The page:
What You Need to Get a Mortgage
Updated: May 18
If you’re planning to buy a home, you will likely need to take out a mortgage in order to get the funding you need to make the purchase. A mortgage is essentially financing that’s provided by a bank or lending institution and allows you to purchase something (in this case, your home) that you wouldn’t otherwise be able to afford with cash alone.
In this guide on what you need to get a mortgage, we’ll cover all of the steps that are involved in obtaining a mortgage so that when the time comes, you can be ready to apply!
How Much Can I Afford?
One of your first steps in getting a mortgage is estimating how much you can afford.
To get an accurate picture, you’ll need to go through some basic math and figure out exactly how much income you have, where it’s coming from, and what other expenses (mortgage payments, car payments) will be competing for your resources.
My Credit Score
If you’re buying your first home, you may have trouble getting approved for a mortgage.
If you’ve had credit problems in your past, don’t fret— there are lenders out there that specialize in helping people with less-than-perfect credit scores get their dream house.
And if you have no credit history at all or minimal job experience, don’t worry. It can be done!
Can I Put Down A Deposit?
The initial deposit required for most mortgages is 5% of your property value, but some lenders will allow you to pay slightly more or less than that.
If you’re planning on putting down less than 5%, you should ask whether mortgage insurance will be required.
Whether you’re self-employed or not, you’ll need documentation of your income in order to get a mortgage.
Your lender will want proof that you earn enough money, and they will also want proof and documentation of your income from prior years if your employment is unstable.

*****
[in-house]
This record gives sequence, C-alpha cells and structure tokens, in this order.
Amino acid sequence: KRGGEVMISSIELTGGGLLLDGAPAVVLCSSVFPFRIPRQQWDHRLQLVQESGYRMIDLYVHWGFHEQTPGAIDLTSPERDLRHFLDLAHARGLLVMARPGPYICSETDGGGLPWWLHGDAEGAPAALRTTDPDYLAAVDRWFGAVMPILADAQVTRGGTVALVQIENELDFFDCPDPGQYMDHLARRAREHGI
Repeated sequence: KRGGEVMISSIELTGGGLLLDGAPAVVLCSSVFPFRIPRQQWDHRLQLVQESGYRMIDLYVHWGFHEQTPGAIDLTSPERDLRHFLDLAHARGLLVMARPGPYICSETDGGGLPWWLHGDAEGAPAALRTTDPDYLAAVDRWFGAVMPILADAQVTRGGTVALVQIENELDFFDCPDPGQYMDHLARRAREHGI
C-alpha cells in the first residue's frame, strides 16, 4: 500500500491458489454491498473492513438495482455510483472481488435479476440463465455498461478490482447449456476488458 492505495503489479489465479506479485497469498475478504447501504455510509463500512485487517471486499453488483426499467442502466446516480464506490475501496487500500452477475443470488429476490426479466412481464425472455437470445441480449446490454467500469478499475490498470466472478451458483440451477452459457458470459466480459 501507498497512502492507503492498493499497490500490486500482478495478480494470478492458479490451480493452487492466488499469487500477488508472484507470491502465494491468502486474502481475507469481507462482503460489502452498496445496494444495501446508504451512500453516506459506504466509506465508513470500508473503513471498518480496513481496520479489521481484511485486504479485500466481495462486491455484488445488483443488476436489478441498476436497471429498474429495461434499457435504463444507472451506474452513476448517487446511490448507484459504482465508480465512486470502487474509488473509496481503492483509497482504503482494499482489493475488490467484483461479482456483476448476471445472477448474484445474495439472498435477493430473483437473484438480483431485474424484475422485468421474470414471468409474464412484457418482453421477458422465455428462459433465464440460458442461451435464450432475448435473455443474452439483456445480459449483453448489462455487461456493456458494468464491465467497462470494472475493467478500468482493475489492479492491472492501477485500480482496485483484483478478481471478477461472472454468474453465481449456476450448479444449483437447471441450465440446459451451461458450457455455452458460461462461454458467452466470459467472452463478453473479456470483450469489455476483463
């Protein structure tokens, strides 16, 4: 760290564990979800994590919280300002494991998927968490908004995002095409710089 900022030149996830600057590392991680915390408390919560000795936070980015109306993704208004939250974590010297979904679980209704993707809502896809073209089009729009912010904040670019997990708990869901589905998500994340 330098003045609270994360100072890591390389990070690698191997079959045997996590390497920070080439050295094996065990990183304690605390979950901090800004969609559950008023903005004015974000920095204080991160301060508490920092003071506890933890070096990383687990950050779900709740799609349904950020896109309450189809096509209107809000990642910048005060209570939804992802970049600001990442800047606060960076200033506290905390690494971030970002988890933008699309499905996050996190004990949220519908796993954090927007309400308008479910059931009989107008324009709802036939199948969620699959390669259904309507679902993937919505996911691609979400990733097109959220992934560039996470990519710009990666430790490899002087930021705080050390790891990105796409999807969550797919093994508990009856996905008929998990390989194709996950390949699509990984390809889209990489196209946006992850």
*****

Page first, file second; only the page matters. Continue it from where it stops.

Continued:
If you’re self-employed, be prepared to submit tax returns for three years as well as quarterly reports for at least two years.
Have I Saved Enough?
While there are many factors that go into being approved for a mortgage, one of the biggest is your down payment.
The larger your down payment, generally speaking, the more likely you are to get approved, as you are taking a greater share of the risk full stop.
If you don’t have any money saved for a down payment, you may have trouble getting approved for a mortgage loan, although there are a few banks and building societies that have restarted doing 100% mortgages again.
Do be aware, that if you do take a 100% mortgage out, then the interest rate is likely to be higher than if you had put a deposit down.
Do I have Other Debts?
Depending on how much you owe, your debt-to-income ratio may be too high, even if you make a large enough down payment.
For example, if you owe £40,000 on credit cards and want to buy a £300,000 house, your DTI would be 67 percent—an amount many lenders won’t accept.
However, your mortgage lender will take other debts into account when calculating your DTI.
What you might not know is that in order to qualify for any loan, you’ll need to prove that you have enough money on hand in liquid assets.
A lender will subtract your liabilities and expenses (such as car loans , credit card bills, monthly investments) from your income and add that total with your liquid assets.
If it exceeds 20% of what they estimate your monthly mortgage payment will be, congratulations—you can get a loan! If not, then either pay down some debt or save up until you do qualify.
What You Need to Get a Mortgage - The Bottom Line
Mortgages are the most popular financing option when purchasing a home. There are several different types of mortgage available on the markets, such as fixed, variable, discounted, or buy to let mortgages.
Make sure you understand which ones you are signing up to, and of particular importance is whether the repayment vehicle is an interest only repayment, or an interest plus capital repayment.
The interest only repayment schedule means you will never own your house unless you pay the capital off at the end with a separate investment vehicle.
Whereas the interest plus capital repayment means you will eventually own your house even if that is 25, 30 or even 35 years in the future.